The UK’s ravaged public finances are unlikely to be brought into balance before the end of the decade at the earliest thanks to the lasting impact of the coronavirus pandemic, according to the head of the Institute for Fiscal Studies (IFS).
In his Conservative Party speech in October the Chancellor Rishi Sunak said he had a “sacred responsibility” to leave the public finances strong and that “this Conservative government will always balance the books”.
Yet, ahead of Mr Sunak’s Spending Review next Wednesday, Paul Johnson, the head of the IFS, told Econ Films’ CoronaNomics show, that this was a distant prospect indeed.
“[It] was a very, very strange thing to say because I don’t think there’s any possibility of the books being balanced this decade, if not for longer,” said Mr Johnson.
The government has borrowed £215bn since April, according to the Office for National Statistics, up from £46bn in the same period in 2019.
The Office for Budget Responsibility, the Treasury’s independent forecaster, estimated in August (before the furlough extension was announced) that total borrowing for the full 2020-21 financial year would come in at around £372bn, around 19 per cent of UK GDP.
This would be the biggest annual deficit in peacetime.
Most of that borrowing is expected to disappear automatically as the economy ultimately recovers and the emergency support for the economy, such as the furlough scheme, comes to end.
But most forecasters, including the Bank of England, now expect the UK economy to be considerably smaller in the middle of the decade than was expected before the crisis, which will open up a “structural” deficit in the public finances, meaning a deficit that will not be automatically closed when the economy is running at normal speed.
The size of that deficit will depend on the speed of the recovery and how much extra spending on health in the crisis becomes permanent, but in its “Green Budget” earlier this year the IFS laid out scenarios of public borrowing by 2024-2025, with the optimistic scenario showing a deficit of 3.5 per cent and the pessimistic scenario showing a deficit of 8.5 per cent.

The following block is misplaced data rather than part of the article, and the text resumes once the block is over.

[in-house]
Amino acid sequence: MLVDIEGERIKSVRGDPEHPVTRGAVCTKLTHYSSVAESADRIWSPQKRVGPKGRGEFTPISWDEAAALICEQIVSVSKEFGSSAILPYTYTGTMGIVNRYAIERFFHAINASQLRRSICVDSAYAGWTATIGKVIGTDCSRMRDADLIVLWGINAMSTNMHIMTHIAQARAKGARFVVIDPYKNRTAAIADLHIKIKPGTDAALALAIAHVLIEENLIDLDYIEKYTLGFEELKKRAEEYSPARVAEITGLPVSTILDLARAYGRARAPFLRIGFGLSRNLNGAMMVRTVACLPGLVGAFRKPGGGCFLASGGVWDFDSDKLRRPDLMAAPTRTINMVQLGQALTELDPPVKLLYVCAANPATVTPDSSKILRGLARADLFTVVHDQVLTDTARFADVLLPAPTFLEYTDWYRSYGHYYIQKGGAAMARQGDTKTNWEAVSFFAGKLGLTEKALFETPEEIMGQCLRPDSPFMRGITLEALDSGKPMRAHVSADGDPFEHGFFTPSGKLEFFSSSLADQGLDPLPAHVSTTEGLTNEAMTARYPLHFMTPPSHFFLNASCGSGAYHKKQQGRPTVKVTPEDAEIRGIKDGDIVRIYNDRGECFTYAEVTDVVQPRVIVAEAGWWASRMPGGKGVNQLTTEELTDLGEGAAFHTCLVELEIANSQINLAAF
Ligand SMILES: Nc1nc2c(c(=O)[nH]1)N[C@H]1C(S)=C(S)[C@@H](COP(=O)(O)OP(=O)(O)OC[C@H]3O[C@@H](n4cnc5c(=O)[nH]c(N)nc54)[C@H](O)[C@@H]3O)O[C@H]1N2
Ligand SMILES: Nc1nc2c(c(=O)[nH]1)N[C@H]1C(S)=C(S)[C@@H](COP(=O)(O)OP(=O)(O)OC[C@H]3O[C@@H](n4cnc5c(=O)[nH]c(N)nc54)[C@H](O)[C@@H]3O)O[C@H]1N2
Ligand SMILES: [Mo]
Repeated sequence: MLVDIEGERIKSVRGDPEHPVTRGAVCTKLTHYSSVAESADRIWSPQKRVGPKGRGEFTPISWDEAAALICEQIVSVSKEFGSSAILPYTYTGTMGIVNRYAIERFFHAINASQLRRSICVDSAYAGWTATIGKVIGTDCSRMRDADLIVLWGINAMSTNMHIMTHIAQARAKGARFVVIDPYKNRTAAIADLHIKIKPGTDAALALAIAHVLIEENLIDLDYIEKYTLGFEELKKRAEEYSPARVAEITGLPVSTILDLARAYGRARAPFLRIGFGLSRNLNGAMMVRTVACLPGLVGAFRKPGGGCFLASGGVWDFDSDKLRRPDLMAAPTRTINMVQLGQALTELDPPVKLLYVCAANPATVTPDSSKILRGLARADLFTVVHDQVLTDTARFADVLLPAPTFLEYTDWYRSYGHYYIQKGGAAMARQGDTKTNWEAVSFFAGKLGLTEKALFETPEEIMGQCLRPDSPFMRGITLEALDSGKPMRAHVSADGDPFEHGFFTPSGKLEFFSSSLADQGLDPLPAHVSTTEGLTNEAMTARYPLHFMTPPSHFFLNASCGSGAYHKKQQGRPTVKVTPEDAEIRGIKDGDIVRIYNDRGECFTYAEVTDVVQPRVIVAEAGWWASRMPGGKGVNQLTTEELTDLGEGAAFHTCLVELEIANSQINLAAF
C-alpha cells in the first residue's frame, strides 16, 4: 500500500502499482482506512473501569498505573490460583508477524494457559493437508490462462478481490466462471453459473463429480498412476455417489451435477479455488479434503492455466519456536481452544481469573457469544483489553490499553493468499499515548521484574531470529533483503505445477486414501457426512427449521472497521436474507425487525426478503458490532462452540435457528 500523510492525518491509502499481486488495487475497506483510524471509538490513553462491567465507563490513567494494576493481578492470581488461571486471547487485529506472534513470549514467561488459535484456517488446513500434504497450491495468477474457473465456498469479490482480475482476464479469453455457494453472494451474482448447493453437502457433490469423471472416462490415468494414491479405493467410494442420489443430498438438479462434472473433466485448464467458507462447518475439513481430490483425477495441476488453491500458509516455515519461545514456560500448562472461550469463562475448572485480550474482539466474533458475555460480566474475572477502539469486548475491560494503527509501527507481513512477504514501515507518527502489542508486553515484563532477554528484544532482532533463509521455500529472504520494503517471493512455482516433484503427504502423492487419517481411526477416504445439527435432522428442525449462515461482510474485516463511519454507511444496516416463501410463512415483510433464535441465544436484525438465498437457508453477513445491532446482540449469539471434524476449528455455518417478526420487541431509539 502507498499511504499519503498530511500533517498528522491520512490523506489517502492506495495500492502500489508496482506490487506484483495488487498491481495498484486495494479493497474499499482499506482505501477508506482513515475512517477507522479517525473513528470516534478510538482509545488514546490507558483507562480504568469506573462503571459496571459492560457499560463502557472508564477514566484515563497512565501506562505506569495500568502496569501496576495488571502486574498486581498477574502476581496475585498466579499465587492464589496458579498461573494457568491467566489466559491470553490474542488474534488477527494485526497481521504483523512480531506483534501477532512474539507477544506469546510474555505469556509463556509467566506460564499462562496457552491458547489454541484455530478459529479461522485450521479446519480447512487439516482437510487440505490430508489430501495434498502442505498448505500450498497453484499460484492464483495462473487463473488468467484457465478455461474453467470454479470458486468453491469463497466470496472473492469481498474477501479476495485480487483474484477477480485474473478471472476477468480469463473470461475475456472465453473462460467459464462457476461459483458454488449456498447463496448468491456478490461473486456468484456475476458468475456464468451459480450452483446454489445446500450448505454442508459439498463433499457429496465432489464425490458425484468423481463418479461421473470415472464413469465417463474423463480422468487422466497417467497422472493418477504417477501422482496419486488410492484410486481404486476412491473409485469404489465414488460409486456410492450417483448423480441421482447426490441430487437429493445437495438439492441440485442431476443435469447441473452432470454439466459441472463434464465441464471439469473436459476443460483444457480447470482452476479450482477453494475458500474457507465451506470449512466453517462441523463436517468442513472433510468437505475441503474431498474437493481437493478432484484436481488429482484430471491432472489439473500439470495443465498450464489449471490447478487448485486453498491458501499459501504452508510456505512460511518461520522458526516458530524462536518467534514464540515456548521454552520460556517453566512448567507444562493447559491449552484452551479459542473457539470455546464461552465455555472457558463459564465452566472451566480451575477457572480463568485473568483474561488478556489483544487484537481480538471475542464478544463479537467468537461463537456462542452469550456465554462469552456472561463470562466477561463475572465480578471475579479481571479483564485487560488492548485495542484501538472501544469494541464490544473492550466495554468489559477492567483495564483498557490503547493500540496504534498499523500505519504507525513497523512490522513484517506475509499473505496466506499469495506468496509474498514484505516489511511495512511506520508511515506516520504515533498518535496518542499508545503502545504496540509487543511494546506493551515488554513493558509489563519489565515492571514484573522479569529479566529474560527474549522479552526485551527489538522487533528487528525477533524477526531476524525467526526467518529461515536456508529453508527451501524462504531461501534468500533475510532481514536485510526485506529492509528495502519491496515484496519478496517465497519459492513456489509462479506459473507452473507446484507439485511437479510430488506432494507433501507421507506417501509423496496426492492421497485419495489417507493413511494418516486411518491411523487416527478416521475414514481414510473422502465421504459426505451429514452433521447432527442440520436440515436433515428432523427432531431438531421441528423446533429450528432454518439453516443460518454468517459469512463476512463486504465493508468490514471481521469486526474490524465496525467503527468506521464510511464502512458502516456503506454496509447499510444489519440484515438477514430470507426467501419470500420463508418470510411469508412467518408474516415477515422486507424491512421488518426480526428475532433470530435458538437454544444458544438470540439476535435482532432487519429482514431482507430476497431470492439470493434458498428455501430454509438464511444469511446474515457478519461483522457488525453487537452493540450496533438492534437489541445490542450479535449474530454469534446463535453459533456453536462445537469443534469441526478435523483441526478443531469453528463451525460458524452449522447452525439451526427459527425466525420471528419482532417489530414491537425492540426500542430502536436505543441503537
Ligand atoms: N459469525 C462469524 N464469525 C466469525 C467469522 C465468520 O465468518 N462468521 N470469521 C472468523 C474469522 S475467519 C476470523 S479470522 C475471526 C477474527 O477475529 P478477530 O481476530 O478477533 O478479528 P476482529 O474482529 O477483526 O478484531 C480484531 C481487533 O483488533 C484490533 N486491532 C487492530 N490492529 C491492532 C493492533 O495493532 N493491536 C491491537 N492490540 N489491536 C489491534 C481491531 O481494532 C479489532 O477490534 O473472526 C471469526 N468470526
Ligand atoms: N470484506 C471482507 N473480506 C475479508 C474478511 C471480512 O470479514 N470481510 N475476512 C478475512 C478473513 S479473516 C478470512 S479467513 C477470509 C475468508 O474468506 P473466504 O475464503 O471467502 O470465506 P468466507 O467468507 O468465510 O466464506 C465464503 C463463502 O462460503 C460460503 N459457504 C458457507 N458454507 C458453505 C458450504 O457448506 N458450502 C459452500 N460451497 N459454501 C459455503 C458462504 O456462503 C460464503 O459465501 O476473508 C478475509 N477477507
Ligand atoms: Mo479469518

Many analysts are pencilling in a long-run structural deficit of around 2 per cent of GDP, or £40bn in today’s money.
There has been speculation that Rishi Sunak is examining tax rises in anticipation of needing to take action to repair the public finances and there have been reports the Treasury plans to freeze the pay of non-health public sector employees in 2021-22 in the Spending Review.
Yet Mr Johnson, in line with just about every independent economist, argues that the Treasury should not be implementing any tax rises or spending cuts until the economy has recovered, as such consolidation measures, at the moment, would merely make the country’s fiscal hole deeper.
“There was some very odd briefing over the summer, where there was lots of press speculation about a budget in the Autumn announcing tax rises for next year, which were supposedly coming from the Treasury, though I find that very hard to believe,” Mr Johnson told CoronaNomics.
“Clearly they should not have been – and I’m amazed that they were – talking about that kind of thing at that time. It was clearly an inappropriate moment to be doing that.”